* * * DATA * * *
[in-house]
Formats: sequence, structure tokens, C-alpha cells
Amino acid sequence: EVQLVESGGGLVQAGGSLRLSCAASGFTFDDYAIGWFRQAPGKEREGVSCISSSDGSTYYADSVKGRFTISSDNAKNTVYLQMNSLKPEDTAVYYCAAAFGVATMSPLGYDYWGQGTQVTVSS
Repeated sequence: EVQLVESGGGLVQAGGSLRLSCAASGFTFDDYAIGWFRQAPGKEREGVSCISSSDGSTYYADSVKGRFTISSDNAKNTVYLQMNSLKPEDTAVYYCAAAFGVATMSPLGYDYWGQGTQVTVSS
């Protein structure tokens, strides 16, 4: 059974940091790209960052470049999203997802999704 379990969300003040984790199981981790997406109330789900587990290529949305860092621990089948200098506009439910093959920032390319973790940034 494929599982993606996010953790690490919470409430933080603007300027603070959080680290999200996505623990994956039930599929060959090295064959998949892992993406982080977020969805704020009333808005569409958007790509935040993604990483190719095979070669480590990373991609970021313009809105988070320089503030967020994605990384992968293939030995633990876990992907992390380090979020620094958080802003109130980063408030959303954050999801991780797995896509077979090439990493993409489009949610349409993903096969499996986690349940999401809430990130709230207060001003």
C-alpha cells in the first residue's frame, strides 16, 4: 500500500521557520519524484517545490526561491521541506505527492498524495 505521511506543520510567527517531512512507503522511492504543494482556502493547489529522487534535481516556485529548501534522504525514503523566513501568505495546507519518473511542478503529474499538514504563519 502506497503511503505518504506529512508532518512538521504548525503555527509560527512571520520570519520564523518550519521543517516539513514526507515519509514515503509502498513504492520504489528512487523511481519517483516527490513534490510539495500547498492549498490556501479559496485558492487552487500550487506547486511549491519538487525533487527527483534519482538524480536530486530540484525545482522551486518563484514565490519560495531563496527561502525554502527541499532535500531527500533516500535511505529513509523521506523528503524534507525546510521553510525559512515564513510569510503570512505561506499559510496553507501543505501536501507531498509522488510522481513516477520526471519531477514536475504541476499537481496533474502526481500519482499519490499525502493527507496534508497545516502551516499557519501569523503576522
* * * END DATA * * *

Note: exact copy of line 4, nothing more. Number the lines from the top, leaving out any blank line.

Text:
Repeated sequence: EVQLVESGGGLVQAGGSLRLSCAASGFTFDDYAIGWFRQAPGKEREGVSCISSSDGSTYYADSVKGRFTISSDNAKNTVYLQMNSLKPEDTAVYYCAAAFGVATMSPLGYDYWGQGTQVTVSS